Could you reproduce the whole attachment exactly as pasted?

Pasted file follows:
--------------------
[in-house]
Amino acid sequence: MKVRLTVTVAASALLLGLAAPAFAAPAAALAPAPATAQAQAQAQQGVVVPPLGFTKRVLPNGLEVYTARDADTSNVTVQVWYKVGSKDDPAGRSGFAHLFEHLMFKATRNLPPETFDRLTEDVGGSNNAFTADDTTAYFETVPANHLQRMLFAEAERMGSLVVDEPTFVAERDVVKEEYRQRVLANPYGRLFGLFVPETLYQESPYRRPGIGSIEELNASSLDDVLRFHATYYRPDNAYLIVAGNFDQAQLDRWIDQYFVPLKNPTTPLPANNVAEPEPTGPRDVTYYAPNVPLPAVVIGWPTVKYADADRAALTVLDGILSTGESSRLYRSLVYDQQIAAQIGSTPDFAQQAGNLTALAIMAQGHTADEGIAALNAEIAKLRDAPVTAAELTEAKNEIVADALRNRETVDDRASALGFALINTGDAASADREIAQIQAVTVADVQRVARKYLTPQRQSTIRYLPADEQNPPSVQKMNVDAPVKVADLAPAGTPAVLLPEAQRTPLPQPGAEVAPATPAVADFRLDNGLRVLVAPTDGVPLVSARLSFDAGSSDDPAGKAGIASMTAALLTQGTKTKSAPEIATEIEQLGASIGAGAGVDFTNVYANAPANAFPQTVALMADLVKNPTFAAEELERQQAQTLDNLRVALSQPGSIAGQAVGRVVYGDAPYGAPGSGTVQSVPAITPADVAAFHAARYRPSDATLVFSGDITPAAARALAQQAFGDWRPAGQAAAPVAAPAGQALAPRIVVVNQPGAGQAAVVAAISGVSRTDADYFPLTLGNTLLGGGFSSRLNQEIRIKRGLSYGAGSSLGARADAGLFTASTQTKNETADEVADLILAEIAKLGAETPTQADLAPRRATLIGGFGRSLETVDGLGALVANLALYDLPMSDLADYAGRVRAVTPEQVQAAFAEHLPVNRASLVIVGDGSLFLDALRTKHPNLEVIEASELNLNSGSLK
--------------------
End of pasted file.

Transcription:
[in-house]
Amino acid sequence: MKVRLTVTVAASALLLGLAAPAFAAPAAALAPAPATAQAQAQAQQGVVVPPLGFTKRVLPNGLEVYTARDADTSNVTVQVWYKVGSKDDPAGRSGFAHLFEHLMFKATRNLPPETFDRLTEDVGGSNNAFTADDTTAYFETVPANHLQRMLFAEAERMGSLVVDEPTFVAERDVVKEEYRQRVLANPYGRLFGLFVPETLYQESPYRRPGIGSIEELNASSLDDVLRFHATYYRPDNAYLIVAGNFDQAQLDRWIDQYFVPLKNPTTPLPANNVAEPEPTGPRDVTYYAPNVPLPAVVIGWPTVKYADADRAALTVLDGILSTGESSRLYRSLVYDQQIAAQIGSTPDFAQQAGNLTALAIMAQGHTADEGIAALNAEIAKLRDAPVTAAELTEAKNEIVADALRNRETVDDRASALGFALINTGDAASADREIAQIQAVTVADVQRVARKYLTPQRQSTIRYLPADEQNPPSVQKMNVDAPVKVADLAPAGTPAVLLPEAQRTPLPQPGAEVAPATPAVADFRLDNGLRVLVAPTDGVPLVSARLSFDAGSSDDPAGKAGIASMTAALLTQGTKTKSAPEIATEIEQLGASIGAGAGVDFTNVYANAPANAFPQTVALMADLVKNPTFAAEELERQQAQTLDNLRVALSQPGSIAGQAVGRVVYGDAPYGAPGSGTVQSVPAITPADVAAFHAARYRPSDATLVFSGDITPAAARALAQQAFGDWRPAGQAAAPVAAPAGQALAPRIVVVNQPGAGQAAVVAAISGVSRTDADYFPLTLGNTLLGGGFSSRLNQEIRIKRGLSYGAGSSLGARADAGLFTASTQTKNETADEVADLILAEIAKLGAETPTQADLAPRRATLIGGFGRSLETVDGLGALVANLALYDLPMSDLADYAGRVRAVTPEQVQAAFAEHLPVNRASLVIVGDGSLFLDALRTKHPNLEVIEASELNLNSGSLK